priests have a residence at Shillong. Assam includes the civil province of Assam, witli Hhuthan and Mani- pur. The native population is 7,000,000. The Cath- olics number 1,800, and are attended by 6 secular and 10 regular priests. There are chapels in Shil- long, Gowliati, Bondashill, Railing. Laitkinsew, Sil- char, Cheerapoonjee, Lamin. and elsewhere, in all 2.5 chiipels an 1 19 .stations. There are 15 elementary schools; 300 pupils, boys and girls; 2 orphanages un- der the direction of the Sisters of the Society of the Divine Saviour; 4 charitable dispensaries, 1 asylum for aged women, and one small hospital at Shillong. The non-Catholic sects number 17, and count 18,000 adherents.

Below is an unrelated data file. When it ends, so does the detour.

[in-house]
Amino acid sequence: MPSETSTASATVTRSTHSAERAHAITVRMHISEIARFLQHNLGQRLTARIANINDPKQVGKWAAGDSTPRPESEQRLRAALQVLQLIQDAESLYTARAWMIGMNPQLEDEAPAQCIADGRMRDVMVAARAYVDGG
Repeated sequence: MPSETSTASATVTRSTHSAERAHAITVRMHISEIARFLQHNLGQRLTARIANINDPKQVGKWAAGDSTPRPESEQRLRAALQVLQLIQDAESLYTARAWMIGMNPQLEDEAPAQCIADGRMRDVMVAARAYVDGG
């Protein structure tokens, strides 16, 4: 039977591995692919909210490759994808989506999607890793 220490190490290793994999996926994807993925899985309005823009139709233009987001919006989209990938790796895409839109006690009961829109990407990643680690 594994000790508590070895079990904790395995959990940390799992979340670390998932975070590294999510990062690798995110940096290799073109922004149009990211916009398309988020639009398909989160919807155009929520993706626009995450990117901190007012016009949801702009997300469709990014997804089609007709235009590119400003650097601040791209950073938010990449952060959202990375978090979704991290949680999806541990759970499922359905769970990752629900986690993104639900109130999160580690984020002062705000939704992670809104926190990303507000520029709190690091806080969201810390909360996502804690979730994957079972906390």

The Madras Catholic Directory (Madras, 1906); Battan- DIER, Ann. pant. cath. C1906) 343.
Thomas J. Shahan.
Assassination. See Homicide.
Assassins. See Crusades.